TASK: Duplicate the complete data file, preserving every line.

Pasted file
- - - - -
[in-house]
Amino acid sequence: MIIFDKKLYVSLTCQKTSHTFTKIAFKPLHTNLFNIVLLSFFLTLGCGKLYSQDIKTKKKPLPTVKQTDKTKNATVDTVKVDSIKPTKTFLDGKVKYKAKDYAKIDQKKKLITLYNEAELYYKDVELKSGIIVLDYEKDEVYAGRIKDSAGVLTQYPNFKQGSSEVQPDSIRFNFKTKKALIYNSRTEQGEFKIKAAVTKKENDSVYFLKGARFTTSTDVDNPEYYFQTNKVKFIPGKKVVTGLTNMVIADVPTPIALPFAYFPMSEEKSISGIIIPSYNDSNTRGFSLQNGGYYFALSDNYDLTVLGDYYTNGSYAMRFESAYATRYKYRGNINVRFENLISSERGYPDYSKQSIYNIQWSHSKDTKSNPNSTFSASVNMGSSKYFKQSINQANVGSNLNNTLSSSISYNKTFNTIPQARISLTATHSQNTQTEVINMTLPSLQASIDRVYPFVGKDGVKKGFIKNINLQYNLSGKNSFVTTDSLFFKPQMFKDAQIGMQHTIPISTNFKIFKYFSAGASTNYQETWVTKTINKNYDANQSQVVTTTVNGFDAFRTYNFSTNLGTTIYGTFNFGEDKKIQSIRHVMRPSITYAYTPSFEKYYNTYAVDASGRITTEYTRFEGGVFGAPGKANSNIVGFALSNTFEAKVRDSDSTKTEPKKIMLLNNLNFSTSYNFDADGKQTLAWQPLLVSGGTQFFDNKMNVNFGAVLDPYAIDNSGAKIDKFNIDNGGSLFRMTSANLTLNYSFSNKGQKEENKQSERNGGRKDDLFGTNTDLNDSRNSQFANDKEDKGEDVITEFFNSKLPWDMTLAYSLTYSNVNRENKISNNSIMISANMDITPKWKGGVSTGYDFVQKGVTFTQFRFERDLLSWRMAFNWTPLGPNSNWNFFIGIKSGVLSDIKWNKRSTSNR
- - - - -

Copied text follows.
[in-house]
Amino acid sequence: MIIFDKKLYVSLTCQKTSHTFTKIAFKPLHTNLFNIVLLSFFLTLGCGKLYSQDIKTKKKPLPTVKQTDKTKNATVDTVKVDSIKPTKTFLDGKVKYKAKDYAKIDQKKKLITLYNEAELYYKDVELKSGIIVLDYEKDEVYAGRIKDSAGVLTQYPNFKQGSSEVQPDSIRFNFKTKKALIYNSRTEQGEFKIKAAVTKKENDSVYFLKGARFTTSTDVDNPEYYFQTNKVKFIPGKKVVTGLTNMVIADVPTPIALPFAYFPMSEEKSISGIIIPSYNDSNTRGFSLQNGGYYFALSDNYDLTVLGDYYTNGSYAMRFESAYATRYKYRGNINVRFENLISSERGYPDYSKQSIYNIQWSHSKDTKSNPNSTFSASVNMGSSKYFKQSINQANVGSNLNNTLSSSISYNKTFNTIPQARISLTATHSQNTQTEVINMTLPSLQASIDRVYPFVGKDGVKKGFIKNINLQYNLSGKNSFVTTDSLFFKPQMFKDAQIGMQHTIPISTNFKIFKYFSAGASTNYQETWVTKTINKNYDANQSQVVTTTVNGFDAFRTYNFSTNLGTTIYGTFNFGEDKKIQSIRHVMRPSITYAYTPSFEKYYNTYAVDASGRITTEYTRFEGGVFGAPGKANSNIVGFALSNTFEAKVRDSDSTKTEPKKIMLLNNLNFSTSYNFDADGKQTLAWQPLLVSGGTQFFDNKMNVNFGAVLDPYAIDNSGAKIDKFNIDNGGSLFRMTSANLTLNYSFSNKGQKEENKQSERNGGRKDDLFGTNTDLNDSRNSQFANDKEDKGEDVITEFFNSKLPWDMTLAYSLTYSNVNRENKISNNSIMISANMDITPKWKGGVSTGYDFVQKGVTFTQFRFERDLLSWRMAFNWTPLGPNSNWNFFIGIKSGVLSDIKWNKRSTSNR